The wiki is being retired!
Documentation is now handled by the same processes we use for code: Add something to the Documentation/ directory in the coreboot repo, and it will be rendered to https://doc.coreboot.org/. Contributions welcome!
Google Summer of Code 2007
Booting Windows and other Operating Systems in LinuxBIOS
The goal of this sub project is to figure out how to boot Windows Vista/XP/2003. There are three approaches that might proof successful:
- using a dedicated LinuxBIOS loader (ie. adapting ReactOS FREELDR)
- booting Windows on top of Linux using kexec/kboot
- fixing ADLO so that it boots Vista/XP and removing the mainboard dependencies in it's code.
Port Grub2 to work in LinuxBIOS
Grub2 is going to be _the_ bootloader of choice in the forseeable future. As such, it could replace both Grub legacy and FILO, the LinuxBIOS hack for grub compatibility. FILO lacks many features that come with grub2 with no extra effort.
This task splits into four sub-problems:
- Add a target i386-linuxbios, next to i386-pc and i386-efi to the configuration process
- Add an IDE driver that does direct access instead of intXX calls
- Make the build process generate a single static ELF image, like it is done on Sparc
- Add support for reading the memory size from the LinuxBIOS table.
SCSI booting in LinuxBIOS
Currently LinuxBIOS can not boot from an arbitrary SCSI controller. There are two solutions for the problem:
- Use Linux and Kexec. This requires to keep the SCSI driver in the flash chip.
- Use x86emu/vm86/ADLO and the int13 method. This would allow to use the PCI option rom available on all modern SCSI controllers.
So we obviously need a solution based on the later. This could as well be implemented as a Linux program, as an intermediate payload, or as a shared library.
The code you are going to write needs to catch the int13 interrupt vector that the SCSI option rom installs and make it available to arbitrary (firmware/payload) code trying to load something from disk. This
This is a LinuxBIOSv3 project.
CMOS Config / Device Tree Browser Payload
Unlike other BIOSes, Linux has no such thing as a "CMOS setup". This does not mean that you can not configure it. There is a nice and small Linux command line utility called lxbios for that purpose. But people are often asking for a builtin config tool. Such a config tool could feature VGA graphics (maybe even VESA?), it should be easy to use, allow to browse information from LinuxBIOS' central structure: the device tree, and provide lxbios functionality with some sex appeal.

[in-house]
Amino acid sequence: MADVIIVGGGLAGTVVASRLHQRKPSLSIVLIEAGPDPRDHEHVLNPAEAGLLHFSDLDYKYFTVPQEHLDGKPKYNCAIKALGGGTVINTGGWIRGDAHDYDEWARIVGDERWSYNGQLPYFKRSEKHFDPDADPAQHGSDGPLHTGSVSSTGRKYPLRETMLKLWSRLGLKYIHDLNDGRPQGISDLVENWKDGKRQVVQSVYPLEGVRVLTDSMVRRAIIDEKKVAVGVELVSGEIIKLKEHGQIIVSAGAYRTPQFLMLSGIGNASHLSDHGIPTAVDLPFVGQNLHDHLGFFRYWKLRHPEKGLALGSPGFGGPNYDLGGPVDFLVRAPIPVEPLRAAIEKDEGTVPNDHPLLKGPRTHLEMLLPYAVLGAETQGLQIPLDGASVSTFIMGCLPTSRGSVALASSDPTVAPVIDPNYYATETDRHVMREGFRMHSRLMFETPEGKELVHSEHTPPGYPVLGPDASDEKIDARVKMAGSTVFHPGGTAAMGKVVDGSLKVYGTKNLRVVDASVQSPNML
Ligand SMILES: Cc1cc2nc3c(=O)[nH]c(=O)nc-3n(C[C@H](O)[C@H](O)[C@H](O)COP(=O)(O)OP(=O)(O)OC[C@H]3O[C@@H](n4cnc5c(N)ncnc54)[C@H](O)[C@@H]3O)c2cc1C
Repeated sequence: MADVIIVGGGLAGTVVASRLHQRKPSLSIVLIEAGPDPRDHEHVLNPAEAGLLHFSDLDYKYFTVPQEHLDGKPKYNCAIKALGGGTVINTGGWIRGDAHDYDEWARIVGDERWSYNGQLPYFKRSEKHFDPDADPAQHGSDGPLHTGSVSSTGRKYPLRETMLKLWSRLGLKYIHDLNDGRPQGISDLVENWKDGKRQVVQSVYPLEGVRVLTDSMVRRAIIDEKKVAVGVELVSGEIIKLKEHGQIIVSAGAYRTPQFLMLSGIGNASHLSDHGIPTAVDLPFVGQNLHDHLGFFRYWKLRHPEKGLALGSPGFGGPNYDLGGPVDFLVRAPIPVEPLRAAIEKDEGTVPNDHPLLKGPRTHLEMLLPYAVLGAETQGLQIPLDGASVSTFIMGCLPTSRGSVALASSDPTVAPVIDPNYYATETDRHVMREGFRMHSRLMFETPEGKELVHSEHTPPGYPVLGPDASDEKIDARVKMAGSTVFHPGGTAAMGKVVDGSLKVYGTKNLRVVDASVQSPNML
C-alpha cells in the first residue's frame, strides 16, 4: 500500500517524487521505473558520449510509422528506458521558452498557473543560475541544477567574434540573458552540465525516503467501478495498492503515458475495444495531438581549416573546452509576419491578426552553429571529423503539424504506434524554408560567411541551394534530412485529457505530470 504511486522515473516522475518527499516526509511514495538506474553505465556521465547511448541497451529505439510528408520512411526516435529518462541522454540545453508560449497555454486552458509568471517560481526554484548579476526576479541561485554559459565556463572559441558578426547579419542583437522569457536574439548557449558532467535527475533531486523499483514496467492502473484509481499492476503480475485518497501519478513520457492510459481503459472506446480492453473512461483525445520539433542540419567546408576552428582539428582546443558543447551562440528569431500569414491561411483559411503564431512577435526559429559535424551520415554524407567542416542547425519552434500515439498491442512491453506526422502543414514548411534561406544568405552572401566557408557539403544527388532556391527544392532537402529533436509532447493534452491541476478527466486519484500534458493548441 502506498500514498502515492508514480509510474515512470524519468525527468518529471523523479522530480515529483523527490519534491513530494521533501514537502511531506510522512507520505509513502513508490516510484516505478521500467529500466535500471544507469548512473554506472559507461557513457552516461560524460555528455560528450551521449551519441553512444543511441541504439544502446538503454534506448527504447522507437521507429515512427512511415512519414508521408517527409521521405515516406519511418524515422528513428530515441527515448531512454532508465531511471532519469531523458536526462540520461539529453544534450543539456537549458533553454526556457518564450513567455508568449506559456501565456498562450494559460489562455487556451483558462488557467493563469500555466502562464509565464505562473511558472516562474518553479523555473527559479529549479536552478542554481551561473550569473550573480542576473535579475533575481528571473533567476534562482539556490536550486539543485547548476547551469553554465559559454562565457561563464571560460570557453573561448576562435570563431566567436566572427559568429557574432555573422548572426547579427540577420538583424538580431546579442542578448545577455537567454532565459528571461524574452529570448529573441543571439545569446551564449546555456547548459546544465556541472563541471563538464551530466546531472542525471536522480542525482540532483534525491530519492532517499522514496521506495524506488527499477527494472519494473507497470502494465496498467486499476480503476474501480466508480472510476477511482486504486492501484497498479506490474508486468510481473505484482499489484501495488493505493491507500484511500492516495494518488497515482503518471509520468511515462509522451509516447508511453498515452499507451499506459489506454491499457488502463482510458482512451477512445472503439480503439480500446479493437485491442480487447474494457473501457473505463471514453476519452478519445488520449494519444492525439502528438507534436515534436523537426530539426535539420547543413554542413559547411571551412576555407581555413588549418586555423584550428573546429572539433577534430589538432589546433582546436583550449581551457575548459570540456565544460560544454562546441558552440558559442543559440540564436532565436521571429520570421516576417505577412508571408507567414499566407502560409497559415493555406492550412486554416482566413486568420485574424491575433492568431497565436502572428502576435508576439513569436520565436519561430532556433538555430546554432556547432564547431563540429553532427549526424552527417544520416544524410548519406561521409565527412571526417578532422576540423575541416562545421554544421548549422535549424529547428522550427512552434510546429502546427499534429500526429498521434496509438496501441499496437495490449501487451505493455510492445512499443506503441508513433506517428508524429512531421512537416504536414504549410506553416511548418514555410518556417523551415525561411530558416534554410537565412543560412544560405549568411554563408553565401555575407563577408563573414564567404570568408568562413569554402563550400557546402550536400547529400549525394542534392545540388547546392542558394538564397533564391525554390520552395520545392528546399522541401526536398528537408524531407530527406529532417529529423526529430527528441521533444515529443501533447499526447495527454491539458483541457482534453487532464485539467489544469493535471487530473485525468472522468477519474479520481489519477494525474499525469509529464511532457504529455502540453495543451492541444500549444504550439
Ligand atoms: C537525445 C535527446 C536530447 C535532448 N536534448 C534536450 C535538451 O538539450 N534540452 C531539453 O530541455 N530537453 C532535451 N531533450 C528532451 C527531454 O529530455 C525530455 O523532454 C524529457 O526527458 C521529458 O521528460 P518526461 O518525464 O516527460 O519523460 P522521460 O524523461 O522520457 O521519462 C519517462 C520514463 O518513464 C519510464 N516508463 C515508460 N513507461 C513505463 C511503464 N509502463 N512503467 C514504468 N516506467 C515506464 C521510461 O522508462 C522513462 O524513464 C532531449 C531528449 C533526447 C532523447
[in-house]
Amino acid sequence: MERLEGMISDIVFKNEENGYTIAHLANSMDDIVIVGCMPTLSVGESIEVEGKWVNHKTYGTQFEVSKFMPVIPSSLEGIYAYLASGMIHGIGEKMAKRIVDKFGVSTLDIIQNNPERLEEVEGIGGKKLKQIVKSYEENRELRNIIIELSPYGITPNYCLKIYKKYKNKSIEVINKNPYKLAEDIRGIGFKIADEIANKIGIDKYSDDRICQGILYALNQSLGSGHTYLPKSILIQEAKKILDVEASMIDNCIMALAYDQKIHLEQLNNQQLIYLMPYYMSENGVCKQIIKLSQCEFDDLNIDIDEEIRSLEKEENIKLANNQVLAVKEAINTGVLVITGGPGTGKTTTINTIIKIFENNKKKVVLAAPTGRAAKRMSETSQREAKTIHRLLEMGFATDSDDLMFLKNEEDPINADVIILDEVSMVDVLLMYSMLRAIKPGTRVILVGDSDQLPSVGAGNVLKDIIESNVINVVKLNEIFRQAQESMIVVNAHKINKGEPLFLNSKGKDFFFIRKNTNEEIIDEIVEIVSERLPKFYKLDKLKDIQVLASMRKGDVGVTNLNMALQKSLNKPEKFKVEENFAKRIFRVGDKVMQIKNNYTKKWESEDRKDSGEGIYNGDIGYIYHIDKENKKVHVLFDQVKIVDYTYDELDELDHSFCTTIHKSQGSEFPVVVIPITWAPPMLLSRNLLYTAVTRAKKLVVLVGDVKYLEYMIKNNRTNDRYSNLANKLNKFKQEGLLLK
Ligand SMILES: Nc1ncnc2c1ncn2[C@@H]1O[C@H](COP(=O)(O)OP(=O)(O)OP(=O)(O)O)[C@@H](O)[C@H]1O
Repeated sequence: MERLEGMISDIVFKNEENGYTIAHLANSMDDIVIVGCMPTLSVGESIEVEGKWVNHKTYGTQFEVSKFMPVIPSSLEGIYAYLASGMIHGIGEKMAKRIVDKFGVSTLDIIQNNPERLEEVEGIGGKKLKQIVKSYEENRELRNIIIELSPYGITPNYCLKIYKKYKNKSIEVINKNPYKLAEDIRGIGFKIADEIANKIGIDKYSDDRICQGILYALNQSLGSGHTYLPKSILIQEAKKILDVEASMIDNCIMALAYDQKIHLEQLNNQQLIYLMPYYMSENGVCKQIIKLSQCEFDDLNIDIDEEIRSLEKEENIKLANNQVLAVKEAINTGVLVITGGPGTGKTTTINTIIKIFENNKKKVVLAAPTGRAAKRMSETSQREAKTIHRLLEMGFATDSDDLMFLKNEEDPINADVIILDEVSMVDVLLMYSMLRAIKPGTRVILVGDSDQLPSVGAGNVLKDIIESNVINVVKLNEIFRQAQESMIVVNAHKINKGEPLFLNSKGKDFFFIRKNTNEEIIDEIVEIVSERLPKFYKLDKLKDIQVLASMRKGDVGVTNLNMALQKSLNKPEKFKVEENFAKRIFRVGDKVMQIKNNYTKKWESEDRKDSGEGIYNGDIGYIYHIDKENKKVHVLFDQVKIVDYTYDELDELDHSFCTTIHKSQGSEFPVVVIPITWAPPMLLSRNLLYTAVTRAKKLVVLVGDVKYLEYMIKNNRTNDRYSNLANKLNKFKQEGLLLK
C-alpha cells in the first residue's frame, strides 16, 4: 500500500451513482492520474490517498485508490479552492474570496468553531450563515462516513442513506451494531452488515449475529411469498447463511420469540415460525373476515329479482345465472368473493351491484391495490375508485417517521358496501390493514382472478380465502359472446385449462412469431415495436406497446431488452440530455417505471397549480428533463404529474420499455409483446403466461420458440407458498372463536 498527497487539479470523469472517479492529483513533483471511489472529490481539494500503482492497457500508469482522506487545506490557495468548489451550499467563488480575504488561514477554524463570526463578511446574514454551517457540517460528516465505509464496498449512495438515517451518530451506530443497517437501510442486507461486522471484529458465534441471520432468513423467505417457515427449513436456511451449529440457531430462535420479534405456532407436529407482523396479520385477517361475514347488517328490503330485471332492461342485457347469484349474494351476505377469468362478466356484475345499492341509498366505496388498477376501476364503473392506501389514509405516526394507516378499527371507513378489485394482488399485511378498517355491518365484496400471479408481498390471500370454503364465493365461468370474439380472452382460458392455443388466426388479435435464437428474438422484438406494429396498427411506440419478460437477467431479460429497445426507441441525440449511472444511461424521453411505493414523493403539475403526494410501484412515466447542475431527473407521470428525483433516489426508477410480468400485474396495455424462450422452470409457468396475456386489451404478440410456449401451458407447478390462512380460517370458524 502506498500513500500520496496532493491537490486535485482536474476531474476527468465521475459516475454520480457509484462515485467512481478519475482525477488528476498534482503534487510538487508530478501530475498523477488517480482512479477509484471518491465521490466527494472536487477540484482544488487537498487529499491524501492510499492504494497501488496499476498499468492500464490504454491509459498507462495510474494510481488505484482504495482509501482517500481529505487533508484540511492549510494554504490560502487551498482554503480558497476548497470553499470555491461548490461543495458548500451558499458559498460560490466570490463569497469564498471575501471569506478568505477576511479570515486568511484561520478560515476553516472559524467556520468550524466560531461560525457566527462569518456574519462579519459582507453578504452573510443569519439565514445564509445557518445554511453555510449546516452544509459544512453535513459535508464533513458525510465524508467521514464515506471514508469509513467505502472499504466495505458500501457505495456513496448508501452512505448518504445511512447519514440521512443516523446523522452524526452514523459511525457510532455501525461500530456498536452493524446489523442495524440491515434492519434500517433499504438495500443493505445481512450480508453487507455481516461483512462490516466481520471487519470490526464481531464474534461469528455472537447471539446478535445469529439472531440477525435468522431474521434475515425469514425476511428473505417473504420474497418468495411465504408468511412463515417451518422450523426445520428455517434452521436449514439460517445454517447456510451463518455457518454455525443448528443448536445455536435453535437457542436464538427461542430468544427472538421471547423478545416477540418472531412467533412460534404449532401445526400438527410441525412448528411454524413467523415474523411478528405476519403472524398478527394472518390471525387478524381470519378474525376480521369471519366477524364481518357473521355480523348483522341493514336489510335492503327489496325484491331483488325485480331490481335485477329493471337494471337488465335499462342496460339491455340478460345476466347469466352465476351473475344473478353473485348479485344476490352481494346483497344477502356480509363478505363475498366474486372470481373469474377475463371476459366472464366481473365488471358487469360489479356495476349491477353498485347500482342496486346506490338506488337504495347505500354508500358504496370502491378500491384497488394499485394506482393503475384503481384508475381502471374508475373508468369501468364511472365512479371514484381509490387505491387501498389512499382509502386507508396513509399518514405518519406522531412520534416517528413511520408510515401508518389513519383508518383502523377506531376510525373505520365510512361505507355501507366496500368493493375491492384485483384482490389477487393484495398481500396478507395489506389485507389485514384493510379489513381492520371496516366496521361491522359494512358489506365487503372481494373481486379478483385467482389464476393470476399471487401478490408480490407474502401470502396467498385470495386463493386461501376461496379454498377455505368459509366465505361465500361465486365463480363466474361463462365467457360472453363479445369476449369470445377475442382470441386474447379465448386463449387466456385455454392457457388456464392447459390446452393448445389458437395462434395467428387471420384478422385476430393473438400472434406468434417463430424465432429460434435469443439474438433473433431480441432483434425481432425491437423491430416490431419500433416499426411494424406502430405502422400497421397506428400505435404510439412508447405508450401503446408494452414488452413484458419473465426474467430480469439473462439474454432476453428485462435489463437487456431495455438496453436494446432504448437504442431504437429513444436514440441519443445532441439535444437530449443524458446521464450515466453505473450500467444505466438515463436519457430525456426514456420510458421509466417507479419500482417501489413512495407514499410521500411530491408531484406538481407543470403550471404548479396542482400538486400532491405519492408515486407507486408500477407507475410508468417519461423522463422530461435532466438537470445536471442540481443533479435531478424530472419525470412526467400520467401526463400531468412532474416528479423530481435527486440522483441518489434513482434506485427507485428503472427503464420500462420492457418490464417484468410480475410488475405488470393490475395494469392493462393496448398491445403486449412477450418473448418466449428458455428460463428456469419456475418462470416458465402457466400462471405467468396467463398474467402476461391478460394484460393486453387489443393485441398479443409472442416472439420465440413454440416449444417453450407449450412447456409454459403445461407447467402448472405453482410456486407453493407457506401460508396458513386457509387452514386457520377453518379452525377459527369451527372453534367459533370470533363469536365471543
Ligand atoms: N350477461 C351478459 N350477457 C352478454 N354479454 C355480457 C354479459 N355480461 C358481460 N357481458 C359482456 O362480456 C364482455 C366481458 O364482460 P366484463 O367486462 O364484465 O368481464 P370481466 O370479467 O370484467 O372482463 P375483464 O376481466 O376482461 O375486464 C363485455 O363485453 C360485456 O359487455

This is a LinuxBIOSv3 project.
LinuxBIOS graphical port creator
In LinuxBIOSv2, every port to a new mainboard requires that you touch a lot of source files with only minimal changes. In version 3 we try to fix this issue and pack all mainboard specific information into a configuration file that we call the Device Tree Source (DTS). This Device Tree config file is a simple text file describing what static (non-detectable and/or soldered on) devices are used on the mainbard and how they are wired (SPD-ROM, Interrupt Routing, SuperIO, Northbridge, Southbridge, Hypertransport,..). It is mostly organized as a tree (with some special cases, Hypertransport allows cycles for instance)
The idea is to create a tool, based on the [www.eclipse.org/ Eclipse IDE], Swing, or your favourite portable toolkit, which allows you to drag and drop those components together and describe how they are wired.
This would be a great help for mainboard vendors that build mainboards of already supported components. No more reading of LinuxBIOS code would be required, but rather only the understanding of the hardware, and probably the mainboard schematics.
This is a LinuxBIOSv3 project. It requires good Java and/or Eclipse skills (or whatever toolkit/language you choose)
Open Firmware payload for LinuxBIOS
Mitch Bradley from Firmworks, Inc. released the Open Firmware sources under a BSD license. The released code does work in LinuxBIOS, but could use some proper integration and testing on some hardware or in Qemu.
This project might benefit from some Forth skills, but I don't think they are required.
GNUFI or TianoCore payloads
There are two open source EFI implementations out there. GNUFI and TianoCore. Try getting those to work as LinuxBIOS payloads, or change LinuxBIOS so it can load them as payloads.
This project requires no hardware skills, but especially in case of TianoCore might require knowledge of Windows compilers (VC2005?)
Your own Projects
We've listed some ideas for projects here, but we're more than happy to entertain other ideas if you've got any. Feel free to contact us under the address below, and don't hesitate to suggest whatever you have in mind.
Summer of Code 2007 Application
Please complete the standard Google SoC 2007 application. Additionally, please provide information on the following:
- Who are you? What are you studying?
- Why are you the right person for this task?
- Do you have any other commitments that we should know about?
- List your C, Assembler or Java experience. (Depending on the project)
- List your history with open source projects.
- What is your preferred method of contact? (Phone, email, Skype, etc)
Feel free to keep your application short. A 15 page essay is no better than a 2 page summary. If you wish to write 15 pages, you are of course welcome to do so, and we will gladly put your paper up on the web page. But it is not required for the application.
The Drupal project has a great page on How to write an SOC application.
If you are interested in becoming a GSoC student, please contact Stefan Reinauer.
There is also an IRC channel on irc.freenode.net: #LinuxBIOS (actually a forwarder to #OpenBIOS because it is the same folks hanging out there.)